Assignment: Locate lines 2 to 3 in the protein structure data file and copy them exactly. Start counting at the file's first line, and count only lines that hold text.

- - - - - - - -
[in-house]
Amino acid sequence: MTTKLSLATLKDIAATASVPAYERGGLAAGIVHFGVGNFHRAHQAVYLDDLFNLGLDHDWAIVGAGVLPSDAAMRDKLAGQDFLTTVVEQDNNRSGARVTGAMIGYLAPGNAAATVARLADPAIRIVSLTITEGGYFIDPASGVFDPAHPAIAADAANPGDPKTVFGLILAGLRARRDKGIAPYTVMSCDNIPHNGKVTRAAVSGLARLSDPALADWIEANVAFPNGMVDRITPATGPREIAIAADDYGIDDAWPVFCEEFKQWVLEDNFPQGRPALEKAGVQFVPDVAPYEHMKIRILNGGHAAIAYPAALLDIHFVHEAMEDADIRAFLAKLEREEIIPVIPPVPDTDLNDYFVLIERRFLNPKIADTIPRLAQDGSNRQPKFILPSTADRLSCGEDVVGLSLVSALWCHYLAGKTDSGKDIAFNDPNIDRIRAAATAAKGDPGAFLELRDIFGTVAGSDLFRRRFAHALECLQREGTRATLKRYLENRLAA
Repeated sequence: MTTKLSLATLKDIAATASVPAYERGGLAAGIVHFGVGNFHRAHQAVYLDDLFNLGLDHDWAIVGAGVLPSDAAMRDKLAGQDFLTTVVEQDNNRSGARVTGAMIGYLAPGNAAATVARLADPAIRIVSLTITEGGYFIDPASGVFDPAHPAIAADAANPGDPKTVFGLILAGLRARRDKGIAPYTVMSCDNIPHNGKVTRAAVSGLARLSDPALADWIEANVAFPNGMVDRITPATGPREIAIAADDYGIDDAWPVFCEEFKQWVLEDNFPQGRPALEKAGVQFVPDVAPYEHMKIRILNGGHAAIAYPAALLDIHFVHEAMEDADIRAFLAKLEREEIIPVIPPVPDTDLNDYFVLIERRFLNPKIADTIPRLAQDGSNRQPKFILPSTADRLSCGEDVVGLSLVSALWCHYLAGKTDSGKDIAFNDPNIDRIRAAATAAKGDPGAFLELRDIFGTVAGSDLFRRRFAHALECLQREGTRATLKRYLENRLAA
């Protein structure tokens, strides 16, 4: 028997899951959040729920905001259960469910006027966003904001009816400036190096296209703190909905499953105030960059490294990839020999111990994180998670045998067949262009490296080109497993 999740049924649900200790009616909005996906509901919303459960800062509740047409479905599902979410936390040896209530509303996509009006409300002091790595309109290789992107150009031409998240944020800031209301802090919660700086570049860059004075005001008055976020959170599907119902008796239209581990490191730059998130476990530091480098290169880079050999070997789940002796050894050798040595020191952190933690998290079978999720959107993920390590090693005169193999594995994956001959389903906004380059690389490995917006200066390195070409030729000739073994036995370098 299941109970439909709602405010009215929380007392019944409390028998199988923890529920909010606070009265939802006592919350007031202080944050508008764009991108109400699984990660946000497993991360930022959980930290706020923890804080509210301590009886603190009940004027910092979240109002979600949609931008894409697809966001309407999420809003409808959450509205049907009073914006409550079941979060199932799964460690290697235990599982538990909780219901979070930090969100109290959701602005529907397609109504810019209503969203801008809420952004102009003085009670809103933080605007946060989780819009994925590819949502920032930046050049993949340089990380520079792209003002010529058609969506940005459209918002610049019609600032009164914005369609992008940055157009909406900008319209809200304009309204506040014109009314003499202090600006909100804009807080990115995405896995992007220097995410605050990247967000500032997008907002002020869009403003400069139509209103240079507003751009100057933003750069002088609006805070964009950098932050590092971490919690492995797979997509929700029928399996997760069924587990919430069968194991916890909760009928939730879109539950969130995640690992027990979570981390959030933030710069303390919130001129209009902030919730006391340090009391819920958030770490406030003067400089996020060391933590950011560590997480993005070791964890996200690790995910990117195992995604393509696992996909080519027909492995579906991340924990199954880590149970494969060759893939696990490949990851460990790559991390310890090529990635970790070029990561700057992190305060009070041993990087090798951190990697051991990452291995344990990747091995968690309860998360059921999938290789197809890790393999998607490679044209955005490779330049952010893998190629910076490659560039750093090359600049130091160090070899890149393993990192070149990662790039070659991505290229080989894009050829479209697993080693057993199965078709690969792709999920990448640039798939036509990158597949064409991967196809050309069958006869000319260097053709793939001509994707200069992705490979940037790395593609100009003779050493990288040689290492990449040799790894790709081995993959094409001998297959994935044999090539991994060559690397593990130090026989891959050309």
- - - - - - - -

Amino acid sequence: MTTKLSLATLKDIAATASVPAYERGGLAAGIVHFGVGNFHRAHQAVYLDDLFNLGLDHDWAIVGAGVLPSDAAMRDKLAGQDFLTTVVEQDNNRSGARVTGAMIGYLAPGNAAATVARLADPAIRIVSLTITEGGYFIDPASGVFDPAHPAIAADAANPGDPKTVFGLILAGLRARRDKGIAPYTVMSCDNIPHNGKVTRAAVSGLARLSDPALADWIEANVAFPNGMVDRITPATGPREIAIAADDYGIDDAWPVFCEEFKQWVLEDNFPQGRPALEKAGVQFVPDVAPYEHMKIRILNGGHAAIAYPAALLDIHFVHEAMEDADIRAFLAKLEREEIIPVIPPVPDTDLNDYFVLIERRFLNPKIADTIPRLAQDGSNRQPKFILPSTADRLSCGEDVVGLSLVSALWCHYLAGKTDSGKDIAFNDPNIDRIRAAATAAKGDPGAFLELRDIFGTVAGSDLFRRRFAHALECLQREGTRATLKRYLENRLAA
Repeated sequence: MTTKLSLATLKDIAATASVPAYERGGLAAGIVHFGVGNFHRAHQAVYLDDLFNLGLDHDWAIVGAGVLPSDAAMRDKLAGQDFLTTVVEQDNNRSGARVTGAMIGYLAPGNAAATVARLADPAIRIVSLTITEGGYFIDPASGVFDPAHPAIAADAANPGDPKTVFGLILAGLRARRDKGIAPYTVMSCDNIPHNGKVTRAAVSGLARLSDPALADWIEANVAFPNGMVDRITPATGPREIAIAADDYGIDDAWPVFCEEFKQWVLEDNFPQGRPALEKAGVQFVPDVAPYEHMKIRILNGGHAAIAYPAALLDIHFVHEAMEDADIRAFLAKLEREEIIPVIPPVPDTDLNDYFVLIERRFLNPKIADTIPRLAQDGSNRQPKFILPSTADRLSCGEDVVGLSLVSALWCHYLAGKTDSGKDIAFNDPNIDRIRAAATAAKGDPGAFLELRDIFGTVAGSDLFRRRFAHALECLQREGTRATLKRYLENRLAA